Sue Moroney

Labour’s negging strategy and why it isn’t working

A commenter noted today on the post about UK Labour:

Isn’t it ironic. Labour a party that stands for women actually practices the dating art of “Negging”, with voters. That is, they try to make the voters feel bad about themselves, and have a low self esteem, so that Labour can come in and control them.

Whereas, National, keeps telling people that they have the ability to achieve.

I like this. “Negging” is described as:

Low-grade insults meant to undermine the self-confidence of a woman so she might be more vulnerable to your advances.

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Move over Annette, Little wants your seat

How unsubtle. I feel sorry for my good friend Annette King. I might send her some more flowers.

Andrew Little has basically told her to shove off, or at the very least let the cat out of the bag of her retirement.

Labour leader Andrew Little won’t run in Mt Roskill if MP Phil Goff is successful in his bid for Auckland Mayor, but Rongotai is in his sights.

Little has ruled out running in the long-held Auckland Labour seat saying, “there is a depth of talent out there already”.

Goff announced on Sunday that he would run for the super-city mayoralty next year and would stay on as Mt Roskill MP through to the election.

He would, however, relinquish his Auckland issues portfolio to avoid confusion as to whether he was attending events as an MP or with his mayoral candidate hat on.

When asked if Auckland Central’s Jacinda Ardern was an obvious replacement for the Auckland portfolio, Little said there were a number of Auckland MPs who are “potential candidates for that”.

Little will make his reshuffle announcements in the next week after holding off doing so until Goff had made a decision about the mayoralty race.    Read more »

Labour thinks bludgers should be able to breed without limits

Labour have attacked David Seymour for his comments in the debate over Paid Parental Leave.

There were angry exchanges during parts of the debate after NZ First MP Tracey Martin took issue with suggestions people should wait to have children till they could afford it.

But ACT leader David Seymour refused to apologise for that stance, saying it was not only what most New Zealanders believed, “It is what the overwhelming majority of New Zealanders do”.

This was on social media yesterday:

labourtweet Read more »

More open and more honest? So not fully open and fully honest?

Has Andrew Little been learning his lines from Len Brown.

He has admitted Labour politicians are not open and honest all the time, and thinks it’s a good idea to be more open, and more honest.  But not open and honest.

And they wonder why they keep losing.

Labour leader Andrew Little is welcoming the news that Jeremy Corbyn is his new British counterpart, after a stunning win in the UK Labour leadership race.

The veteran backbencher started out as a 200-to-one outsider, but scored a convincing outright majority in the first round of voting.

Mr Little says Mr Corbyn spoke directly about issues that mattered to voters, and Labour members responded to that refreshing style.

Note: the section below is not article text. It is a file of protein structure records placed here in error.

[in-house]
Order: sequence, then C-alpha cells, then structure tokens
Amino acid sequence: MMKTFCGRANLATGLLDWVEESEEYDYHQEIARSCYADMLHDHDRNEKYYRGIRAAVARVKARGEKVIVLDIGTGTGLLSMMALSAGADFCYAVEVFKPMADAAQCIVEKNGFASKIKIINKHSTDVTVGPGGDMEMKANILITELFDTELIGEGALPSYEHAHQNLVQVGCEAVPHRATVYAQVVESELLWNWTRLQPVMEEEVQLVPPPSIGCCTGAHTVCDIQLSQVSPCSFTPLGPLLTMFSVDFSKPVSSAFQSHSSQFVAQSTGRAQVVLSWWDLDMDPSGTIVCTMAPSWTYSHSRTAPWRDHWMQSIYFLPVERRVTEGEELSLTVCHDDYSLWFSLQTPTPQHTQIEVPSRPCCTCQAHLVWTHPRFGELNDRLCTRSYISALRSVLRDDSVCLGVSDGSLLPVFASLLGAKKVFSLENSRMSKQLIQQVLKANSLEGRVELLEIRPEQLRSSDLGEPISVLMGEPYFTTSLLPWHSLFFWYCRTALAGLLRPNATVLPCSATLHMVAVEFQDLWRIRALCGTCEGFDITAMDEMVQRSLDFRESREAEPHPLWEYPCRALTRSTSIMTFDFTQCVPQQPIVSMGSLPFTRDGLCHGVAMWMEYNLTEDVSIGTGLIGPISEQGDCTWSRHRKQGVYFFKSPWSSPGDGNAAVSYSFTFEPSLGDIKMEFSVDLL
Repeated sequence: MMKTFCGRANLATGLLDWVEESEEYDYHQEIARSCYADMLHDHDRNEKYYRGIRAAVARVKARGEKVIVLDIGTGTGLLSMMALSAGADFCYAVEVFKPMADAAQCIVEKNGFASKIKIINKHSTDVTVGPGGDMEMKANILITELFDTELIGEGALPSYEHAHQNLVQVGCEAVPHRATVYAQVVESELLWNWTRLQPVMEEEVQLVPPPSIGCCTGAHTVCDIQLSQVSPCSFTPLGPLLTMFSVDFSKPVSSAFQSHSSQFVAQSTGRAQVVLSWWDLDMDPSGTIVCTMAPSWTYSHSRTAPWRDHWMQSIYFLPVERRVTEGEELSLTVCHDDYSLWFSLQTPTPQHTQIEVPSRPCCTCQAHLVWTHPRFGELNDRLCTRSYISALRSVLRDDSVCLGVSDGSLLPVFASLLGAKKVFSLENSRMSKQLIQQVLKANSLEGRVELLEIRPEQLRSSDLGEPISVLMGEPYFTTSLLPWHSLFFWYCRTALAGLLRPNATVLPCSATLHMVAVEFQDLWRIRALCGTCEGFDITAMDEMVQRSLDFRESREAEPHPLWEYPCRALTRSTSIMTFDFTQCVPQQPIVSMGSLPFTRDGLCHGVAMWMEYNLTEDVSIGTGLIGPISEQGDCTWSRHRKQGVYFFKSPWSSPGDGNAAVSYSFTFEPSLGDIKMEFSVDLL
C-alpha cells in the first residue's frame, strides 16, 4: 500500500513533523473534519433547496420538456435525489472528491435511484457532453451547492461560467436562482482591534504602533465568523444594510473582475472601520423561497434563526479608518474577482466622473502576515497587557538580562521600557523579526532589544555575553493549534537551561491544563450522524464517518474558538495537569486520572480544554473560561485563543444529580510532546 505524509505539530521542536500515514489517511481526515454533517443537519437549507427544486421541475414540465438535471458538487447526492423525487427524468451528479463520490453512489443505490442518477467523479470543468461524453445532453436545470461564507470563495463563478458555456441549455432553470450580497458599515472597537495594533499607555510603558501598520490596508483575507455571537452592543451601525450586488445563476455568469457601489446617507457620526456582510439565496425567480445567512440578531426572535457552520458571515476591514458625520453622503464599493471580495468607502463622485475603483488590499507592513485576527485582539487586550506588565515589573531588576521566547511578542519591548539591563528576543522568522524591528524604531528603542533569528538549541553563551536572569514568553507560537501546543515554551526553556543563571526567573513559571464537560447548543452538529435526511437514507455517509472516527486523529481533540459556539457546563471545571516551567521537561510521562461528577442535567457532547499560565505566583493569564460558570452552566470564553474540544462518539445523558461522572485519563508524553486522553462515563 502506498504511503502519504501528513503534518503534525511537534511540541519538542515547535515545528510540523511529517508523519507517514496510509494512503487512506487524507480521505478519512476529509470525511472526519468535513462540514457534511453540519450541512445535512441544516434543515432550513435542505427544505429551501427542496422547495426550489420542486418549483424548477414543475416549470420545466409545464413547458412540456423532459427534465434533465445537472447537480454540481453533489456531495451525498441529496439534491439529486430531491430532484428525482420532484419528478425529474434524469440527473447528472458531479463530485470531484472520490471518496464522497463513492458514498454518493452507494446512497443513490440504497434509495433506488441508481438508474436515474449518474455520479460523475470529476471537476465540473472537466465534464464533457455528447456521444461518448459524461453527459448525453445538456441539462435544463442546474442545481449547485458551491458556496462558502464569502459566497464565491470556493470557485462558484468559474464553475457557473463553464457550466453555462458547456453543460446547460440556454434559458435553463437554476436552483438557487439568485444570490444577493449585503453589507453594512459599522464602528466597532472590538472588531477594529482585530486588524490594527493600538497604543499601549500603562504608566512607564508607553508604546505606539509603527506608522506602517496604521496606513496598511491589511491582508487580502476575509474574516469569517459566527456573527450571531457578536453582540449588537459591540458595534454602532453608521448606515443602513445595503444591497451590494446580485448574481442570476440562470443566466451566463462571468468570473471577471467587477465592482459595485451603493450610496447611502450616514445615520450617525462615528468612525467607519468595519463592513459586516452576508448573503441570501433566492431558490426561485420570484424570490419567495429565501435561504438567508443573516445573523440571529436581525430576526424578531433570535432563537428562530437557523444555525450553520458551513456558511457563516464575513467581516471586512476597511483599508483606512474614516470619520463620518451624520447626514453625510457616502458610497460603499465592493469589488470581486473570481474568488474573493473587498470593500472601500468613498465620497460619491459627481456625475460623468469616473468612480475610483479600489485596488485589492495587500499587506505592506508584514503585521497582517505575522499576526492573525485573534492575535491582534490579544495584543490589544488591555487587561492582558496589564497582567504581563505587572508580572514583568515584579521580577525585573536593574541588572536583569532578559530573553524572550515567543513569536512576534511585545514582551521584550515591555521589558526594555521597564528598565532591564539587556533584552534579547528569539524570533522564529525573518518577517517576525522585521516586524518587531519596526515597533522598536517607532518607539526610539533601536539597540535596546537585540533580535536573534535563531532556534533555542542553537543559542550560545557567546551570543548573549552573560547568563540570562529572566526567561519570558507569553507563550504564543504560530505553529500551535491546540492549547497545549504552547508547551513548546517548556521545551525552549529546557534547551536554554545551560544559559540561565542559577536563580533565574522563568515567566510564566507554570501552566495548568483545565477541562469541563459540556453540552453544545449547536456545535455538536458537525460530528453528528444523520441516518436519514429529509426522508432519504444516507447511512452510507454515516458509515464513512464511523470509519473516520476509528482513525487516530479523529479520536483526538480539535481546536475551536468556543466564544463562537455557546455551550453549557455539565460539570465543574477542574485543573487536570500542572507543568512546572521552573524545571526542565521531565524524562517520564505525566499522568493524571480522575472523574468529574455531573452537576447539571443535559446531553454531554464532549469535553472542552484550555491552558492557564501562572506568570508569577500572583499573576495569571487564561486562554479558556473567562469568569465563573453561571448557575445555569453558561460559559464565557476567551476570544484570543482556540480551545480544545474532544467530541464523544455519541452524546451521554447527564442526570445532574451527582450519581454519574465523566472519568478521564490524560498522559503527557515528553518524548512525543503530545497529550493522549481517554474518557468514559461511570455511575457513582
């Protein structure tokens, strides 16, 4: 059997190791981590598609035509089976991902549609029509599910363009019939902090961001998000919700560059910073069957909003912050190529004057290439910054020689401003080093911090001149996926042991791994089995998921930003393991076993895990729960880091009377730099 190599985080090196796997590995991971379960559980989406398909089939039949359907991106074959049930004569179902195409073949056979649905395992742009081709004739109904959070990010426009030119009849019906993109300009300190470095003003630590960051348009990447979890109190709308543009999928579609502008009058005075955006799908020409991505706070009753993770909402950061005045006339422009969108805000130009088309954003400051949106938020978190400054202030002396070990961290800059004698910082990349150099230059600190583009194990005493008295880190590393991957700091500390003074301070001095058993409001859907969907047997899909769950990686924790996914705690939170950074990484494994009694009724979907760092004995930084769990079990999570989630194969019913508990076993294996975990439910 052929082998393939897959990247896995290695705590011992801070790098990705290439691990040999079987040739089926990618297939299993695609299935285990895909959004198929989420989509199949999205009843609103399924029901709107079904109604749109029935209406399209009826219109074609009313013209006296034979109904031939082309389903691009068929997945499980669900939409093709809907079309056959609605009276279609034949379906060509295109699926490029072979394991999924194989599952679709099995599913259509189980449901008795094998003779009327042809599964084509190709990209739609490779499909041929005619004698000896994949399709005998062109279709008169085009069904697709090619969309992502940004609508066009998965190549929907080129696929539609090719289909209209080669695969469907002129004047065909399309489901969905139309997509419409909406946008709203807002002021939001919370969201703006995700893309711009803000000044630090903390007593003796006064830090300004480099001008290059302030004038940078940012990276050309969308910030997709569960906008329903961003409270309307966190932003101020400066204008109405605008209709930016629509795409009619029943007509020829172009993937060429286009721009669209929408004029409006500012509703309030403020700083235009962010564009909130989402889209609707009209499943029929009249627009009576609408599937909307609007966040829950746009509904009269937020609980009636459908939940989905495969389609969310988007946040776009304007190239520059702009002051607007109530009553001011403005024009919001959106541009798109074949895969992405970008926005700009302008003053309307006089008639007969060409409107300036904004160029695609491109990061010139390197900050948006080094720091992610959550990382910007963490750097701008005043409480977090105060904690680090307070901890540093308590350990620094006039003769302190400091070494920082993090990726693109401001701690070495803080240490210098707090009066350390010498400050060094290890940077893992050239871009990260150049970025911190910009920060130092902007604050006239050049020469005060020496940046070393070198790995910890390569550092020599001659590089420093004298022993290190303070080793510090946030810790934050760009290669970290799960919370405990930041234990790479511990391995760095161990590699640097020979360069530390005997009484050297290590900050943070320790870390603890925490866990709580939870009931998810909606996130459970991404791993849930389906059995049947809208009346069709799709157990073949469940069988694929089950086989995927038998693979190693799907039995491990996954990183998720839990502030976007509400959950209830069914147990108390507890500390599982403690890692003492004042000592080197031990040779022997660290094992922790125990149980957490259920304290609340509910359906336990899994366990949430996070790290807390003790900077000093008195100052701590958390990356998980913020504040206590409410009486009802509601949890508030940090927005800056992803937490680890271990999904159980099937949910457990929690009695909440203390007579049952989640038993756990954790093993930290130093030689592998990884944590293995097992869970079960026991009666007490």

“His challenge now is to convert that into a campaign that’s going to enlist the support of the majority of British voters,” says Mr Little. “He’s got five years to do that. He’s set himself up well.”

But Mr Corbyn now must wrangle a bitterly divided caucus, with seven members of his shadow cabinet resigning from the front bench.

Mr Little says his plain-speaking approach won party members over.

“I think there is a demand for a more refreshing style of politics, which is more open and more honest, and the more of that we can have, frankly, the better.”

Mr Little says Mr Corbyn’s election could influence politicians here into a more direct approach.

“I think it’s about the directness with which Jeremy Corbyn spoke about issues and not being hung up on whether he was going to meet this focus group requirement or that polling demand.”

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According to Michael Woodhouse and his dud legislation worm farming is a high risk occupation

Apparently worms have bloody big teeth…surely they must because Michael Woodhouse’s dud Health & Safety legislation has declared worm farming as high risk.

The Health and Safety Reform Bill, will classify worm farming and cat breeding as high risk, ahead of sheep, beef and dairy farming.

A list of industries classified as ‘high risk’ was released by Workplace Relations Minister Michael Woodhouse, and included the category “other livestock farming.”    Read more »

Will Dunne try to sell the Government out again?

If it wasn’t for National’s right to veto anything that isn’t budgeted for, this could be another one to run away from what was supposed to be a majority government.

These problems are only arising now because of Steve Joyce’s stuff up in Northland.

Labour MP Sue Moroney has had a second bill for 26 weeks paid parental leave drawn from the ballot — and NZ First leader Winston Peters’ win in Northland means this time the bill may not be voted down.

Ms Moroney’s Paid Parental Leave Bill was one of four drawn from the member’s bill ballot today and follows on from a similar bill she put up in the last Parliamentary term.

Ms Moroney had enough support to pass that last term — which would have forced National to use its financial veto to block it. However, after the 2014 election National and Act had just enough votes to vote it down and it was defeated in February.

Mr Peters’ win in the Northland byelection means National has one fewer vote and NZ First has one more, so Moroney has enough support to pass it again if NZ First, the Maori Party and United Future’s Peter Dunne continue to support it.  Read more »